Georgia Republicans are poised to vote this week on a bill to amend the state’s marriage code to allow same-sex couples to marry.
The amendment would be on the agenda for a special House session on Monday.
If approved, the Georgia Senate would vote on the bill on Wednesday and the House would consider it Thursday.
The legislation would allow same sex couples to wed in Georgia without a court order and would not require any state approval.
The bill is being backed by the Family Research Council and the Family Policy Institute.
“Georgia’s laws are among the most restrictive in the nation, with only six states allowing same-gender marriages, and most are in states with deeply conservative legislatures,” said the FRC’s executive vice president, Mat Staver.
“This bill will not change Georgia’s marriage laws.
We are confident that it will pass the Senate and the governor’s desk.”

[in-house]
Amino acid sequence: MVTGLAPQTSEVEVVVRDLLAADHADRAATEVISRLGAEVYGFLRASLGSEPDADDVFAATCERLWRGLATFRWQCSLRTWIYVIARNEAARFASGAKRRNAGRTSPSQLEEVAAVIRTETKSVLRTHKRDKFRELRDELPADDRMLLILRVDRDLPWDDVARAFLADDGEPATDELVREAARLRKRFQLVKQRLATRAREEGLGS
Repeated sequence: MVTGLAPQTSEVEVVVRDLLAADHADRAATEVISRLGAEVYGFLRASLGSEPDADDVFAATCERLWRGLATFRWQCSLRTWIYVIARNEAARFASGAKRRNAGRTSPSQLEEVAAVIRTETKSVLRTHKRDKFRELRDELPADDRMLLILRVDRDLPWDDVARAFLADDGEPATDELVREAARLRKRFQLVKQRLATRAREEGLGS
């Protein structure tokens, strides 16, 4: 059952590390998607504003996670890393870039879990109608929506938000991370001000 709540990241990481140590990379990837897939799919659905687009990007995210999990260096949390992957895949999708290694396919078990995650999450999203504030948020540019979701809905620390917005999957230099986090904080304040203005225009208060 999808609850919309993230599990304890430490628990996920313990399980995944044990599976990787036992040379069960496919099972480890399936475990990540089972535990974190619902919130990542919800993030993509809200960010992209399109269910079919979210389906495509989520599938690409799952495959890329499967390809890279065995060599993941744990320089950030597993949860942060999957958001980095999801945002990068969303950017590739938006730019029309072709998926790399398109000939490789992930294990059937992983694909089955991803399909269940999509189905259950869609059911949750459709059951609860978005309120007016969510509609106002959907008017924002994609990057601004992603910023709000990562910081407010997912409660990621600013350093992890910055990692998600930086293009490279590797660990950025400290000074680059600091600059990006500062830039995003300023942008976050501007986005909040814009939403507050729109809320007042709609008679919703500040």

The Family Policy Council is one of the largest evangelical Christian organizations in the country.
The group’s president, Tony Perkins, has been a frequent critic of gay marriage.
“There is no question that the marriage issue is very divisive in the church, and I am very confident that Georgia’s bill will win passage,” Perkins said in a statement.
“We will continue to fight for equal rights for all Americans and will work to protect the religious freedoms and liberties that make Georgia such a wonderful place.”
The Georgia GOP’s vote on Thursday comes as other states have begun considering similar marriage equality measures.
North Carolina, Utah, Texas and Georgia have all introduced bills that would allow gay and lesbian couples to obtain marriage licenses.
The Georgia bill is one more in a long line of legislation that has gained the support of the far right and conservative Christian groups, who are pushing a similar measure in the House.
The GOP has also supported legislation to allow businesses to refuse service to same- sex couples.